On Thursday, Governor Gavin Newsom declared a state budget emergency to use emergency “rainy day” funds for the 2020-2021 budget and to help bridge the $54.3 billion deficit gap.
The rainy day funds were opened up to help pay for personal protective equipment (PPE) and other medical equipment needed to help fight the coronavirus, as well as prepare for more cases in the future, as well as help fund support for vulnerable populations in California.
Governor Newsom’s proclamation grants that about half the reserves of California’s Budget Stabilization Account can be sent to the General Fund for the 2020-2021 budget. The proclamation also stops any funds from going from the General Fund to the Stabilization Account in turn for an entire year. In all, up to about $8 billion in total can now be moved to the General Fund under a legislative bill.
When he announced the budget emergency on Thursday, Governor Newsom noted that the state still not doing enough to address the growing number of coronavirus cases in California. The Governor also noted that the pandemic is not close to being over.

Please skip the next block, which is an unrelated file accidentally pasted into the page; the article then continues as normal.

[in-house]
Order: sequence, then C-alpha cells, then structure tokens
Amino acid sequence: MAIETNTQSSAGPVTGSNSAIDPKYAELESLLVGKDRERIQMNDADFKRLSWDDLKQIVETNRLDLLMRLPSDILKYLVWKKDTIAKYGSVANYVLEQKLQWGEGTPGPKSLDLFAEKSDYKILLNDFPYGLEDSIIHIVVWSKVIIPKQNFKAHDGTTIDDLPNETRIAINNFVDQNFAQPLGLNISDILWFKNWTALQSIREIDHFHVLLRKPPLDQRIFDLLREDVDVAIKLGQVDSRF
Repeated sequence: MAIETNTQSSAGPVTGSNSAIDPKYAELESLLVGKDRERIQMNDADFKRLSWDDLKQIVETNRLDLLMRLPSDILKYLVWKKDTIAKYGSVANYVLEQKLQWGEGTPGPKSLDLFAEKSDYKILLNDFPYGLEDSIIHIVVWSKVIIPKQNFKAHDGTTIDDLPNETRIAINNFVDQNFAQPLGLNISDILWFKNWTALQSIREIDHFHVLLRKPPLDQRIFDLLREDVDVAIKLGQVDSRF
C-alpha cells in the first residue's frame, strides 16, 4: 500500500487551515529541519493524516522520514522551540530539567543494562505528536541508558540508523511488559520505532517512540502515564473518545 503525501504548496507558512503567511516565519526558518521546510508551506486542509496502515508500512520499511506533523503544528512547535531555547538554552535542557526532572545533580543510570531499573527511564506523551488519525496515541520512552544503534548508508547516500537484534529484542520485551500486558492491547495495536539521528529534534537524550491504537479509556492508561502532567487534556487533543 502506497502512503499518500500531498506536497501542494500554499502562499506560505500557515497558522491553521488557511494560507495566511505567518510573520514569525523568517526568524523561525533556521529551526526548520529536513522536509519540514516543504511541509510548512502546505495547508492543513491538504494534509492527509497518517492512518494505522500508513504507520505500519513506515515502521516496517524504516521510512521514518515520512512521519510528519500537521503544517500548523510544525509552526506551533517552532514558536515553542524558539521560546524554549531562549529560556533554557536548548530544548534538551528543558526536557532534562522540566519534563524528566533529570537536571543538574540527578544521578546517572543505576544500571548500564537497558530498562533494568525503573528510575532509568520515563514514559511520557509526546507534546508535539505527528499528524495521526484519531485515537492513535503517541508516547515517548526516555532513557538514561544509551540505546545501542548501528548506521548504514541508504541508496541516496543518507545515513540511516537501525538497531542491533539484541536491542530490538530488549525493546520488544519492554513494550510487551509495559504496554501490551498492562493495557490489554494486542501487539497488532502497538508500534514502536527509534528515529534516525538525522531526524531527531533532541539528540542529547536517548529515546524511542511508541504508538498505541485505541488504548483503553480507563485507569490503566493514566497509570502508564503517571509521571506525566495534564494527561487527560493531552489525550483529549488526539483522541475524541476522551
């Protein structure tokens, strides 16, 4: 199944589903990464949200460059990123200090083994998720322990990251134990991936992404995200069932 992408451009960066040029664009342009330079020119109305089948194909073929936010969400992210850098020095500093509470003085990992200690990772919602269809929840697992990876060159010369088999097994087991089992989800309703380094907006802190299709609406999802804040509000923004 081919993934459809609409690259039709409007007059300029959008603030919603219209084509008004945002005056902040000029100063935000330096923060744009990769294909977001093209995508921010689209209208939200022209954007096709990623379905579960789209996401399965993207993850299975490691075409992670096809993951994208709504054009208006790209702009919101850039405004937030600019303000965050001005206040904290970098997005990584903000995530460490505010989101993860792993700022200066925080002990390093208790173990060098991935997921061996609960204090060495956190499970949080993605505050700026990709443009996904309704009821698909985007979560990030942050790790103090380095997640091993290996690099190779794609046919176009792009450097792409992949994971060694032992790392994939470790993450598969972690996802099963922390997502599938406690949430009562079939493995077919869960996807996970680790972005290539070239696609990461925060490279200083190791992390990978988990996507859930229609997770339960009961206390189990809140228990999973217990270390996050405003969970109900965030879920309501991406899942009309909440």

“We are still in the first wave of this pandemic; we are not in the second wave,” said Governor Newsom.
Despite a state of emergency still being active and an approved budget awaiting finalization, the proclamation showed that lawmakers are still piecing together a final budget despite the next fiscal year beginning in less than a week. The formal budget deadline was June 15.
“A budget compromise is not easy,” said fiscal advisor Edward Malley, who has assisted several cities in California, Arizona, and New Mexico with budgets. “And opening up these funds was obviously a big chip to play in giving what was needed. California is most likely cutting things too, and this helps many programs stay alive.”
“And all of these resources they need, they’re coming from this block of funding that is the emergency fund.”
“Right now, they really need it. And they don’t want to cut those programs people need to get out of this intact.”
State lawmakers on Thursday generally agreed with the assessment.
“Learning from lessons of the last recession, it’s important that we don’t cut programs that our residents rely more heavily on during economic downturns,” noted Senator Holly Mitchell (D-Los Angeles).
In addition to the proclamation on Thursday, Governor Newsom gave praise to businesses that were delaying re-openings in favor of public health, most notably the delay of the re-opening of Disneyland, whose original reopening had been scheduled for later next month.
With the additional funds now available, both the Senate and Assembly are expected to vote on the revised budget plan by Friday for the Governor’s approval.